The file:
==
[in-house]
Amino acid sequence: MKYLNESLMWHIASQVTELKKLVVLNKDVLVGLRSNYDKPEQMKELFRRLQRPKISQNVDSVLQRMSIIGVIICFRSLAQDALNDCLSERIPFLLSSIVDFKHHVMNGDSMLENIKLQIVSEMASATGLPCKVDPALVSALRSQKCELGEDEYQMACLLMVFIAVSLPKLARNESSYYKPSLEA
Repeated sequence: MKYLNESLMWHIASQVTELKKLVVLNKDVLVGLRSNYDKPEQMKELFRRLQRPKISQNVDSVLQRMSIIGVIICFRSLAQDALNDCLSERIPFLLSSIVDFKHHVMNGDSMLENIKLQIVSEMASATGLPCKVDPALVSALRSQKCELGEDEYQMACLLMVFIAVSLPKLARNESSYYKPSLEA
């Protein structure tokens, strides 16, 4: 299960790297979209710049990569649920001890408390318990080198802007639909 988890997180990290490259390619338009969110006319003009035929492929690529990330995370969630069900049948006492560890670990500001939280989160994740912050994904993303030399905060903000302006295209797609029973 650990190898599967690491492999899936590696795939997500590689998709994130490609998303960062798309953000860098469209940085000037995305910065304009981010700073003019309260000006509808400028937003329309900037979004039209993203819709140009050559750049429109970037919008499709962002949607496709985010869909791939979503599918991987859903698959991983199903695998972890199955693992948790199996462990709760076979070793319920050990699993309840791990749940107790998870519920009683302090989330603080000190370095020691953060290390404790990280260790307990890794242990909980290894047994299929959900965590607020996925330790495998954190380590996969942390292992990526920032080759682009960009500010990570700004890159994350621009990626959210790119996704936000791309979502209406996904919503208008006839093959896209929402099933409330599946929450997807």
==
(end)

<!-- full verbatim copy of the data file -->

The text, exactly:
[in-house]
Amino acid sequence: MKYLNESLMWHIASQVTELKKLVVLNKDVLVGLRSNYDKPEQMKELFRRLQRPKISQNVDSVLQRMSIIGVIICFRSLAQDALNDCLSERIPFLLSSIVDFKHHVMNGDSMLENIKLQIVSEMASATGLPCKVDPALVSALRSQKCELGEDEYQMACLLMVFIAVSLPKLARNESSYYKPSLEA
Repeated sequence: MKYLNESLMWHIASQVTELKKLVVLNKDVLVGLRSNYDKPEQMKELFRRLQRPKISQNVDSVLQRMSIIGVIICFRSLAQDALNDCLSERIPFLLSSIVDFKHHVMNGDSMLENIKLQIVSEMASATGLPCKVDPALVSALRSQKCELGEDEYQMACLLMVFIAVSLPKLARNESSYYKPSLEA
């Protein structure tokens, strides 16, 4: 299960790297979209710049990569649920001890408390318990080198802007639909 988890997180990290490259390619338009969110006319003009035929492929690529990330995370969630069900049948006492560890670990500001939280989160994740912050994904993303030399905060903000302006295209797609029973 650990190898599967690491492999899936590696795939997500590689998709994130490609998303960062798309953000860098469209940085000037995305910065304009981010700073003019309260000006509808400028937003329309900037979004039209993203819709140009050559750049429109970037919008499709962002949607496709985010869909791939979503599918991987859903698959991983199903695998972890199955693992948790199996462990709760076979070793319920050990699993309840791990749940107790998870519920009683302090989330603080000190370095020691953060290390404790990280260790307990890794242990909980290894047994299929959900965590607020996925330790495998954190380590996969942390292992990526920032080759682009960009500010990570700004890159994350621009990626959210790119996704936000791309979502209406996904919503208008006839093959896209929402099933409330599946929450997807």